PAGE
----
Summary and book reviews of Family and Other Accidents by Shari Goldhagen

Family and Other Accidents

by Shari Goldhagen

Family and Other Accidents
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    Readers' Opinion:

     Not Yet Rated
  • First Published:
    Apr 2006, 272 pages
    Paperback:
    Apr 2006, 272 pages

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Book Summary

A finely nuanced, universally resonant portrait of the ties, however strange or awkward, that bind two brothers and their families together through the decades.

Separated by a decade and 200 points on their SAT scores, Jack and Connor Reed have a life in the Cleveland suburbs held together by spit and Chinese takeout. With his self-absorbed, over-the-hill parents dead by his twenty-fifth birthday, Jack has abandoned his own plans and returned to his parents’ house where he works marathon hours at his late father’s law firm, beds young paralegals, and throws money and advice at his teenage brother. Connor meanwhile wants nothing more than to leave the Midwest, start a family early, and do everything the way his parents didn’t. But over the years, through the car crashes and bad break-ups, the illnesses and illicit affairs, both realize that while circumstances are sometimes beyond control, there are always choices to be made.

Family and Other Accidents tells the story of these brothers from their viewpoints as well as from those of their girlfriends, wives, and children. It is a story of what it means to be a family, to love unconditionally in the face of confusion, anger, and regret. Shari Goldhagen’s debut is a finely nuanced, universally resonant portrait of the ties, however strange or awkward, that bind families together through the decades.

One
stealing condoms from joe jr.'s room

One hundred and ninety-eight hours before Jenny Greenspan's birth control pills should kick in, Connor is in juvenile traffic court explaining how he followed a pickup truck through a yellow light and slammed into the side of a minivan.

"It was raining and hard to see." He tries to sound apologetic, the way his brother suggested on the ride over. Really he just wants court to be over so he can use the bathroom; he's had a weird stomachache since Jenny told him about the pill last night. "I assumed it was okay, because the truck ahead of me made it through. I was only following."

"Your Honor, the conditions were treacherous." Next to him Jack pipes in -self--assured and authoritative. "If you look at the accident report, the officer even made note of it."

Bored and gray-bearded, the ...

Please be aware that this discussion guide may contain spoilers!
  1. What do you imagine the relationship between Connor and Jack was like when both of their parents were alive? What about when only their mother was alive?
  2. What does this title mean? What "accidents" happen, and do you agree that they are accidents? Or are Jack and Connor fully in control of their destinies regardless of their pasts?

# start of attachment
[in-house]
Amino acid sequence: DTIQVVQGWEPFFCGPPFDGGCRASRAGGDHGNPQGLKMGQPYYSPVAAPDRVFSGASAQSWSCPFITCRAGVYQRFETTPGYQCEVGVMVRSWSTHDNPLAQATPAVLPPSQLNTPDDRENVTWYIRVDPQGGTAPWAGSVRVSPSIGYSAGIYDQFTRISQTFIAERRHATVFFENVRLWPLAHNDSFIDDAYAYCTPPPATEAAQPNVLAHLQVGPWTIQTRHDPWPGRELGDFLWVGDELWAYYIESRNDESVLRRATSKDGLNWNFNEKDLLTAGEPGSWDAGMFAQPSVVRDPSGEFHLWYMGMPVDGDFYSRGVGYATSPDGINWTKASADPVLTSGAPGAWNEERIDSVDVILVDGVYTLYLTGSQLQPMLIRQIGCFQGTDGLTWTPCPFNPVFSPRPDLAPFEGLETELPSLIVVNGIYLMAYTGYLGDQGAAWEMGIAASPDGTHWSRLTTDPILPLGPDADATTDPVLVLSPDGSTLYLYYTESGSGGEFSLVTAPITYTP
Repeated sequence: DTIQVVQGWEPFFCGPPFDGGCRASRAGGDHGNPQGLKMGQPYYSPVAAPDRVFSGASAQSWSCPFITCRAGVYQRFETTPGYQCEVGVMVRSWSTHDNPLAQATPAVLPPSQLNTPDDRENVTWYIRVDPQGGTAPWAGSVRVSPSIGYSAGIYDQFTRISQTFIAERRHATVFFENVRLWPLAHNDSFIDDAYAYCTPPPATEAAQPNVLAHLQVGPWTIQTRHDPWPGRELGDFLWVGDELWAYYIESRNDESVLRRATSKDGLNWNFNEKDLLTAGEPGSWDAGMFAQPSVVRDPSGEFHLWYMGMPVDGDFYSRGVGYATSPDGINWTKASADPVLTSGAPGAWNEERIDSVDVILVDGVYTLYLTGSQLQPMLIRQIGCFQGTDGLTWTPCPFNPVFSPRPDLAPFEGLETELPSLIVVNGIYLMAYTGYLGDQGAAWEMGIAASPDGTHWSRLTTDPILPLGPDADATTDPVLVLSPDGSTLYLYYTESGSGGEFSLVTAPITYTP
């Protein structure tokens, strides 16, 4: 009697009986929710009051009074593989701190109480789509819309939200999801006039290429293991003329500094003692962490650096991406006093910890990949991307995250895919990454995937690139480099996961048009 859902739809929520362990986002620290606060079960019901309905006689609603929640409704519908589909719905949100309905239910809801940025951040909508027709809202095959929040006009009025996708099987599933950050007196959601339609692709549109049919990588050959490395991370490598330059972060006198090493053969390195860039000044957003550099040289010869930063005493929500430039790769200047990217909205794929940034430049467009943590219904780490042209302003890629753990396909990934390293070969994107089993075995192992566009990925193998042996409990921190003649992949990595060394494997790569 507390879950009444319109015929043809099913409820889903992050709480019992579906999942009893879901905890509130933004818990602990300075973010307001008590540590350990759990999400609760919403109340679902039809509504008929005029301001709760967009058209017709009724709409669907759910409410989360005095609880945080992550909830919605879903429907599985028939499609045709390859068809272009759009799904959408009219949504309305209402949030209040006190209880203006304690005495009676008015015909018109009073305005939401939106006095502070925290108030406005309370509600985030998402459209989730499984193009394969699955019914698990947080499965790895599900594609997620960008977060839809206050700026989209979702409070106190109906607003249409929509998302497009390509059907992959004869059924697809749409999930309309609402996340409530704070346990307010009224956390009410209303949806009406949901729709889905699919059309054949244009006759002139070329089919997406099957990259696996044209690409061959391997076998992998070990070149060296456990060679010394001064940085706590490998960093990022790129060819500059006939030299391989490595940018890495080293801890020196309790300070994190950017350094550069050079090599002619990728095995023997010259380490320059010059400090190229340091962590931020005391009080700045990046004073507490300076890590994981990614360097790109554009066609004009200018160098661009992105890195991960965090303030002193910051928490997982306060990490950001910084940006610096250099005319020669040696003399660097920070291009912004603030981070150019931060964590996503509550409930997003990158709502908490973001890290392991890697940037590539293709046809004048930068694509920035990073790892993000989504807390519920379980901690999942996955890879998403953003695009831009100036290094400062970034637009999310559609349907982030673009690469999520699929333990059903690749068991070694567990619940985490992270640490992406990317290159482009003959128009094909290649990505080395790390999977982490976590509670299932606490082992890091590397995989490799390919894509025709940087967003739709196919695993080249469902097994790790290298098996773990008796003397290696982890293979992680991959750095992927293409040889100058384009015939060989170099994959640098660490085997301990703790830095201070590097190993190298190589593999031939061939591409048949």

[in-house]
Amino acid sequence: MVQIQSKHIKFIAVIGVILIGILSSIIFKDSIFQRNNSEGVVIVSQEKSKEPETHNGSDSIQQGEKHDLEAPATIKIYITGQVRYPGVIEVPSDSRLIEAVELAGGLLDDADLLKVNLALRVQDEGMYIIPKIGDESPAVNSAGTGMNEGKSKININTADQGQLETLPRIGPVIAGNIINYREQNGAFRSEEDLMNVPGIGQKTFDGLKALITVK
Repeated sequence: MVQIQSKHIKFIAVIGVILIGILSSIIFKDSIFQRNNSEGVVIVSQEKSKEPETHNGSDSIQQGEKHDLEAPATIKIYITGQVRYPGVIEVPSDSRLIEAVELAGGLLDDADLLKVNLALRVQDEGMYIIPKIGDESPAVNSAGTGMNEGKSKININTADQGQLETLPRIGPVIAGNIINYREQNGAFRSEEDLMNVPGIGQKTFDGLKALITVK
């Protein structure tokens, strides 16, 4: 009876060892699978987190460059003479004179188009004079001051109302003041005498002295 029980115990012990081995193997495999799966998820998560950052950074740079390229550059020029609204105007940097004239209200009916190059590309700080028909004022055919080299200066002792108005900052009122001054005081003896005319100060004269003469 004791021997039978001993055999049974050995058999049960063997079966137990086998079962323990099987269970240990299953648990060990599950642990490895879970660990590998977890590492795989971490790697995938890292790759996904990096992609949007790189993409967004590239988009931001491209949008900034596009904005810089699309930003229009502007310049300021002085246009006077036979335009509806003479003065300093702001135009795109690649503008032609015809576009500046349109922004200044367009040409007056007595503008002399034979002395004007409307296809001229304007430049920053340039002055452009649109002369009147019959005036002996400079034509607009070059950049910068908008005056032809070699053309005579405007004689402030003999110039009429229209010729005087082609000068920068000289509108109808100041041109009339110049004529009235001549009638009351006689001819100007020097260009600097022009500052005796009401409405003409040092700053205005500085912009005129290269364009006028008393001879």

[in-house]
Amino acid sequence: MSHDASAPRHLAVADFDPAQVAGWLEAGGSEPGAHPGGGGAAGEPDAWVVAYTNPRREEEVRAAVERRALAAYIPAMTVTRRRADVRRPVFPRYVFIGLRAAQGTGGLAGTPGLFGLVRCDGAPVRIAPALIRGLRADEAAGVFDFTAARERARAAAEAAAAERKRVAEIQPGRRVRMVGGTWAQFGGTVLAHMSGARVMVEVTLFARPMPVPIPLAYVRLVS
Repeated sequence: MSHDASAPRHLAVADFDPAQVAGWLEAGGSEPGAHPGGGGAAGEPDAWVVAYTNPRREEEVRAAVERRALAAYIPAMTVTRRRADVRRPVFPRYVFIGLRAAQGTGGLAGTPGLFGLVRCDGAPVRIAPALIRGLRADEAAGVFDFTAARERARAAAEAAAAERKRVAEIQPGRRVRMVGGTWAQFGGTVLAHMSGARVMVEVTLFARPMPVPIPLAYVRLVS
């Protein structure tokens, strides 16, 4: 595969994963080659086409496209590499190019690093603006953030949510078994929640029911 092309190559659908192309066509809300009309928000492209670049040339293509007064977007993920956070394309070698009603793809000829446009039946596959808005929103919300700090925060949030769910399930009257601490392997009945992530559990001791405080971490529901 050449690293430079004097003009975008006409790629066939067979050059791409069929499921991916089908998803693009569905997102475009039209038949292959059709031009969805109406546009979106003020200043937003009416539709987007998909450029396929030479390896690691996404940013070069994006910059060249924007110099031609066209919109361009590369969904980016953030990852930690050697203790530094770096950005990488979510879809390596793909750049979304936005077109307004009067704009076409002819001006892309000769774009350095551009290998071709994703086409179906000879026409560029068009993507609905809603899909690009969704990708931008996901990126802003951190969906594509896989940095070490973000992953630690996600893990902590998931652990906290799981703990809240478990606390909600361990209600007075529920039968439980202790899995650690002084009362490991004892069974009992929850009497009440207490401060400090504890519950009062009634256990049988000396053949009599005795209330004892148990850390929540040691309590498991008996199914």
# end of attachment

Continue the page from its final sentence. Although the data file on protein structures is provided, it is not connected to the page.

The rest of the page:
3. Where do you think the climax of the novel occurs and why? Do Jack and Connor ever reach any understandings about each other? If so, what might some of those understandings be?
  4. What motivates Jack's and Connor's infidelities? Are those motivations the same or different?
  5. What effect does the irregular passage of time ...
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Reviews

BookBrowse Review

BookBrowse

There's something slightly addictive about this debut novel - something that kept me reading even though not much really happens. it even kept me reading past the teenage sex scene in the first chapter ... Goldhagen describes the family bonds so vividly that it's impossible not to be drawn into her characters' lives. I bet there's many a reader who's finished this novel with a tear in the eye, and picked up the phone to make a long-overdue call to a sibling!   (Reviewed by BookBrowse Review Team).

Full Review Members Only (184 words).

Media Reviews

Publishers Weekly

Unsentimental and emotionally riveting, this is a portrait of the love between people who are not particularly good at loving.

Kirkus Reviews

An unwavering focus on daily life, of the dog-to-the-vet, trip-to-the-convenience-store variety, makes the characters' lives seem real, but also pedestrian. The story's merit is neither on the level of events, which are relatively unexciting, nor of language .... The pervasive emphasis on kindness and responsibility is what gives this book its value.

Library Journal - Leann Restaino

Goldhagen does a wonderful job of describing the familial bond and all the ups and downs and oddities that we consider family. This would also make a good book group selection. Highly recommended.

Booklist - Joanne Wilkinson

In this immensely assured first novel, Goldhagen uses a wealth of skillful techniques to create an indelible portrait of the flawed but loving Reed brothers.

Author Blurb Bill Roorbach, author of The Smallest Color and Big Bend
Jack and Connor are by turns joyous and sad, wise and foolish, fragile and tough, kind and mean, even cruel—but they are always human, always fresh, always surprising, always lovable even when we least want to love them.

Reader Reviews

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Beyond the Book

Shari Goldhagen is a native Ohioan who holds a lot of writing degrees from Big Ten Schools in the Midwest: A journalism degree from Northwestern and an MFA from Ohio State. She currently lives in New York City where she teaches fiction and works as a freelance writer.

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